Race and religion, then and now

The Jeremiah Wright saga, no doubt, triggered a lot of talk about the state and history of the black church in the U.S.

And about the relationship between race (and racism) and religion in this country.

The AP talked to people across the country about how their experiences regarding race affect their faith (and vice versa). I don’t know how many people saw the lengthy feature, penned by Shelia Byrd and contributed to by several others, so here it is:

(NOTE: The picture, by the AP’s Frank Franklin II, is of Mother AME Zion Church in Harlem.)

By SHELIA BYRD
Associated Press Writer

Jesse McGee points to trophies he won in local marathons. He mentions his work with youth and volunteer school programs. He praises his church’s efforts to deliver scripture lessons to inmates.

For more than an hour, the 84-year-old church deacon, who is black, chats about his life, largely ignoring the subject at hand: racism.

It isn’t until his wife, Warine, sheepishly shares that their son’s wife is white that McGee offers a confession: He had been uncomfortable with the union for nearly 30 years — until his Bible study class offered enlightenment.

His story represents a snapshot of how America’s racial landscape is navigated daily, often with religion as guidance.

The issue of race drew sharp focus as Barack Obama’s contentious split with his longtime pastor, Rev. Jeremiah Wright, played out in a national glare. In response, the United Church of Christ and National Council of Churches USA called on 10,000 ministers to initiate a “sacred conversation on race.”

7dbe6b83df7e440fbdccceda6f485b1f.jpg“The realities of race have not been addressed adequately,” says the Rev. John Thomas, president of the UCC. “Racism continues to demean and diminish human lives in this country.”

To listen in on that conversation, Associated Press reporters across the nation engaged pastors and parishioners about their individual experiences with racism.

They talked with a choir soprano whose faith fueled her defiance of racist laws, and with members of an all-white congregation that took the risky move of hiring a black pastor. They interviewed ministers who act as a conduit between the alienated and those who would judge them.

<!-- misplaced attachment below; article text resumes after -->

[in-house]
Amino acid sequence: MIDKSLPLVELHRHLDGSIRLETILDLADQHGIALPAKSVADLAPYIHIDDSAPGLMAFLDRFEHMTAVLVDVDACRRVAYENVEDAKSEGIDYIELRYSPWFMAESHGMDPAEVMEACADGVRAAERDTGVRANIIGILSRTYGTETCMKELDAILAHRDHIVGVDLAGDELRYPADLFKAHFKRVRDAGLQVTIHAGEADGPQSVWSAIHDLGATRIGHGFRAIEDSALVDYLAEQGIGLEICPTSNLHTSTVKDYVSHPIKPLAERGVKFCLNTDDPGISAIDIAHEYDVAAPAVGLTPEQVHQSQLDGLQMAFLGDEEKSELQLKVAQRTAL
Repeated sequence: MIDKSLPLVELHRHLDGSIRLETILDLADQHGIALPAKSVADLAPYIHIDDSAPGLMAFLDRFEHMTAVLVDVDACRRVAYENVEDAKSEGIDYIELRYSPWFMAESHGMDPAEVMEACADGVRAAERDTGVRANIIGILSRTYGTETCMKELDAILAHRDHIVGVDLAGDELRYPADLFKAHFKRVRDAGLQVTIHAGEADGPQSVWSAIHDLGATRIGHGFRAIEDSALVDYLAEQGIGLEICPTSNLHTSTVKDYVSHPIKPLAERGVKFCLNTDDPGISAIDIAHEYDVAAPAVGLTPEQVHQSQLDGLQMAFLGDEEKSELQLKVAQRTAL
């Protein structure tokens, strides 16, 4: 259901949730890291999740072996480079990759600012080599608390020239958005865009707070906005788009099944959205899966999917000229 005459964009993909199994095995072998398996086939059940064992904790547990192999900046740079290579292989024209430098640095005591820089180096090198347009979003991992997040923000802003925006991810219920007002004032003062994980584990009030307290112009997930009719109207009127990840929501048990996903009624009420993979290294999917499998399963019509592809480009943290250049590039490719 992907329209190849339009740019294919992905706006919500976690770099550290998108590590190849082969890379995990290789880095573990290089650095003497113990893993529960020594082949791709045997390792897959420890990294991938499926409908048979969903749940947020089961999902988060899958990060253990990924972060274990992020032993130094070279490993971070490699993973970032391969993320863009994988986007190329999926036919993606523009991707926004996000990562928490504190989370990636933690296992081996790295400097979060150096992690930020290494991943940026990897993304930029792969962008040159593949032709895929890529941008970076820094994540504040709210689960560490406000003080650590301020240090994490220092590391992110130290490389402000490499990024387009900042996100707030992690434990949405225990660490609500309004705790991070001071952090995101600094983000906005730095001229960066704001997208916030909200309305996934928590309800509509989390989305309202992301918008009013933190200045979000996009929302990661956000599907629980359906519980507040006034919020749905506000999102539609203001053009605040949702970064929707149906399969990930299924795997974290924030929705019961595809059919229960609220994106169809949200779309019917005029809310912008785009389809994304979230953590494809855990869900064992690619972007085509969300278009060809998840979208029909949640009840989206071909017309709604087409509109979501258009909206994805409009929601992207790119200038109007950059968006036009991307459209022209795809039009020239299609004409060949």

They found personal stories, like McGee’s, where religion can soothe a painfully sensitive dialogue and help summon mutual respect.

The conversation, which grew loud and rancorous around the Wright episode, started long before and continues afterward, but in softer tones that show the faithful want to be constructive, want to make progress, want their voices heard. Listen.

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The picture on the fireplace mantel at McGee’s home in Jackson, Miss., shows a young man whose cream-colored skin hints at his mixed-race heritage.

It is far more than the likeness of a grandson — the offspring of the union between McGee’s black son and white daughter-in-law. For this grandfather, the picture also is a reflection of a black man’s spiritual journey through the painful past of a Jim Crow society to acceptance and love that ended at a church altar.

It was 1972 when McGee’s son, James Brooks, told him he had done something that was unfathomable in the older man’s mind. Brooks had married a fellow graduate student at the University of Michigan — a native New Yorker, and she was white.

The young couple moved to Mississippi that year to teach at what is now Jackson State University. The campus had been the site of racial violence that left two black men dead in 1970.

From the beginning, McGee was beset with unease.

“I had to work on that one. I was raised here, and that was a no-no. I know what would happen to you here if you just looked at (a white woman),” McGee said. “I’ve gotten past that now. When we started studying about ‘one blood’ that was a big help.” Continue reading